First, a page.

Freedom proved short-lived for a 25-year-old Baton Rouge man with drug and gun convictions who once was accused in a horrific 2007 beating and burning death in which several witnesses were later fatally shot.
Less than a month after his release from federal prison on a firearm conviction, Dearius Duheart was taken into custody by sheriff’s deputies Monday, shortly after pleading guilty in Baton Rouge state court to the same crime of illegally possessing a gun.
Duheart, under the terms of a plea agreement, was sentenced to 14 years in prison by state District Judge Don Johnson but given credit for the more than three years he served in a federal penitentiary.
The gun charge is something of a consolation prize for state prosecutors. Duheart had once been a suspect in a far graver crime, accused in the death of Jason Fourmy, whose beaten and burned body was found Oct. 31, 2007, in a wooded area in the 1400 block of Gayosa Street. An autopsy showed Fourmy, 39, was alive when he was set on fire.
But first-degree murder charges were eventually dropped against Duheart, his brother Denako Duheart and another man after three prosecution witnesses — Freida Robertson, Dimonique Hardnett and Shelva Glasper — were each shot to death over a more than two-year time span. No one has ever been charged in connection with the deaths of those three women.
East Baton Rouge District Attorney Hillar Moore III declined to address the failed murder case Monday but said his office always meant to pursue further gun charges against Dearius Duheart.
“It was always one we intended to prosecute,” he said. “It’s one we felt we needed to prosecute.”
Trudy Fourmy, whose son died in the woods almost seven years ago, appeared in court Monday, as she has for many of Duheart’s hearings. She declined to comment after the sentencing.
At his federal court sentencing in March 2012, Chief U.S. District Judge Brian Jackson described Duheart as a “very dangerous man.” He received a 41-month prison stint on a charge of being a felon in possession of a firearm, emerging from federal custody on Aug. 21.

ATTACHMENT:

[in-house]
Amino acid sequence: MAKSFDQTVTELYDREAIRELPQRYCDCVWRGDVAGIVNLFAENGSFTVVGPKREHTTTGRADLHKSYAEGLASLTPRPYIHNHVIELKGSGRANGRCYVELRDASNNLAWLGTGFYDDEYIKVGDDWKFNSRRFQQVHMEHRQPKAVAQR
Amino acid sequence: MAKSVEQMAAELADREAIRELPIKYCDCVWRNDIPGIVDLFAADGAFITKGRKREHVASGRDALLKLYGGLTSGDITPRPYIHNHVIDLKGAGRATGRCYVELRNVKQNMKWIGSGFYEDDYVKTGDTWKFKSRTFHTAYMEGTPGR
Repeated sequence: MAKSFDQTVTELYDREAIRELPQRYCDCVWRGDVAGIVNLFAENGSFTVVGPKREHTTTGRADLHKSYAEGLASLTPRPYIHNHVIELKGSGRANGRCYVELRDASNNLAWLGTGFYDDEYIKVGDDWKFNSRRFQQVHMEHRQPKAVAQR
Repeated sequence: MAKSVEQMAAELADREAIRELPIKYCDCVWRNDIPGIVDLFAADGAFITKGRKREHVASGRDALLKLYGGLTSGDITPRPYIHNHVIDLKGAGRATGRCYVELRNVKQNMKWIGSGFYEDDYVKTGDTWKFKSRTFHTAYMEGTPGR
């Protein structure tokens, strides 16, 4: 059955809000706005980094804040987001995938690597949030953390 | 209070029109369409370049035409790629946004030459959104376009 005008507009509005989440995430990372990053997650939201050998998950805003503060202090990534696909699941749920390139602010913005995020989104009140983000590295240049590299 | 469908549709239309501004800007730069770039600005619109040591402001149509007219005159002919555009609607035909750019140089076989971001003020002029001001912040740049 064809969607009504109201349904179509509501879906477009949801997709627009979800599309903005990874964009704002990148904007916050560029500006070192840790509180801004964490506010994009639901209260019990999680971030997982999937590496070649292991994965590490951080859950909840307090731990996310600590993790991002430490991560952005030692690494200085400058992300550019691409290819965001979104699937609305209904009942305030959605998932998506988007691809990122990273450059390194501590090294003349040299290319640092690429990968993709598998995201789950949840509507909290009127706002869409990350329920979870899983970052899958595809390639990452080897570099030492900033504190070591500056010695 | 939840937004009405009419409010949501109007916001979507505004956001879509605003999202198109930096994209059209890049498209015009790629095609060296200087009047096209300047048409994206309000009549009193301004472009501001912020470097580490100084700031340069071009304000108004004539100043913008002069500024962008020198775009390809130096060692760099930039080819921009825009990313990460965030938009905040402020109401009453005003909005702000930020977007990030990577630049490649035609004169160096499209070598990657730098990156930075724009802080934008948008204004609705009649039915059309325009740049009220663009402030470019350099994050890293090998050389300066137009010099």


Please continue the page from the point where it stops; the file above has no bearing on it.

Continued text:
In the past, Duheart had pleaded guilty to felony drug possession charges, which made it illegal for him to carry a gun.
His federal and state weapons convictions stemmed from an April 2011 arrest for illegally possessing a 9 mm pistol.
East Baton Rouge Parish prosecutor Dana Cummings said Monday that the gun was discovered in Duheart’s waistband following a traffic stop near the intersection of Choctaw Drive and Plank Road. He was a passenger in the car.
U.S. Attorney Walt Green explained in an email Monday that when a felon possesses a firearm, that person may be legally prosecuted in both federal and state court.
If the person is first convicted in state court, the U.S. Department of Justice, as a matter of policy, will generally forgo a federal prosecution unless the state conviction or sentence is deemed insufficient, Green said.
On the other hand, if the person is first convicted in federal court, which is what occurred with Duheart, the state may legally continue with its prosecution or determine that, as a matter of policy, the federal conviction and sentence adequately addressed the situation, he said.
Following Duheart’s federal conviction and sentence, the state made the decision to move forward on its own.
“That approach was both legally permissible and understandable as a matter of policy given the defendant’s criminal history,” Green stated.
Duheart did not address the charges he faced when appearing before Johnson Monday, saying only that he stopped going to school in the eighth grade.
“Perhaps that’s where all this misdirection started,” the judge suggested. “I don’t know.”
Denako “Mutt” Duheart, 29, is serving a 20-year state prison term for an unrelated attempted second-degree murder conviction. The crime occurred in 2009. He was sentenced in August 2011.
In September 2011, the Duhearts’ mother, Dangelique Duheart Russ, was sentenced to two years in prison for trying to bribe the victim of the attempted murder not to press charges against Denako Duheart.